From "Why Demarcations? Why Now?" Demarcations: A Journal of Communist Theory and Polemic
The first wave of socialist revolutions and societies began with the short-lived Paris Commune of 1871, the first attempt to overthrow and replace bourgeois rule. It took a leap with the October Revolution in Russia in 1917, and went further and took yet another leap with the Chinese revolution of 1949, in particular the Cultural Revolution of 1966-1976. This first wave came to an end in 1976 with the overthrow of proletarian power and restoration of capitalist rule in China.
This first wave of socialist societies in the Soviet Union (1917-1956) and China (1949-1976) constituted an unprecedented and inspiring breakthrough in liberation for humanity. At the same time, and not surprisingly, this first wave was secondarily marked by shortcomings and mistakes; and while not the cause of capitalist restoration in the Soviet Union and China, these shortcomings did nonetheless play a role in the defeats of these revolutions.
With the end of this first stage, communists have been confronted with the objective responsibility of scientifically summing up the lessons and legacy of these revolutions and the rich experience of exercising state power towards the transition to communism, in order to forge the theoretical framework for going forward.
Bob Avakian, Chairman of the Revolutionary Communist Party, USA, has risen to that challenge and in the process qualitatively advanced communist theory. He has developed a theoretical framework for the new stage of communist revolutions, a new synthesis. This new synthesis is not a pasting-together of the "best of the previous experience" and the criticisms of these experiences. Rather, as Communism: The Beginning of a New Stage, A Manifesto from the Revolutionary Communist Party, USA, puts it, the new synthesis "builds on all that has gone before, theoretically and practically, drawing the positive and negative lessons from this, and raising this to a new, higher level of synthesis."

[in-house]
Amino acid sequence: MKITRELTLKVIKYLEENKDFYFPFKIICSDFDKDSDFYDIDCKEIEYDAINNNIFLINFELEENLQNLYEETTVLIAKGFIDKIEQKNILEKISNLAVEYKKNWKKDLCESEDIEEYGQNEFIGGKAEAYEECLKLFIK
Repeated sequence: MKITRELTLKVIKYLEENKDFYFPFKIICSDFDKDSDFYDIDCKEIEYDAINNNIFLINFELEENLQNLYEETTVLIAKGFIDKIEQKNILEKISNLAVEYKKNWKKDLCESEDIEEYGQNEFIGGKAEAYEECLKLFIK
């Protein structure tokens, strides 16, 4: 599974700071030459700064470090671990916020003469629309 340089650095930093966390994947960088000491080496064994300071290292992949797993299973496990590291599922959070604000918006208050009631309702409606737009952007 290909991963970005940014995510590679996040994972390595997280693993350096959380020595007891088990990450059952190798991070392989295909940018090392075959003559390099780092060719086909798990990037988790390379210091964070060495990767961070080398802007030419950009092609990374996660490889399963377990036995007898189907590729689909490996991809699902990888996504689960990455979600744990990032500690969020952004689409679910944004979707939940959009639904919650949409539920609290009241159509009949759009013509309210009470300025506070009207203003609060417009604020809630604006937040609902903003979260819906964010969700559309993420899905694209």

In terms of philosophy and method, the new synthesis establishes communism even more fully and firmly on a scientific foundation. It deepens understanding of the material basis for internationalism and why, in an ultimate and overall sense, the world arena is most decisive, even in terms of revolution in a particular country. On the character of the dictatorship of the proletariat, Avakian has brought forward a model of socialism as a vibrant and dynamic society – characterized by great ferment, dissent, experimentation, and initiative – that is also a revolutionary transition to communism. The new synthesis also comprehends a breakthrough in the strategic approach to revolution in today's world, in particular an orientation for making revolution in the imperialist countries such as the U.S.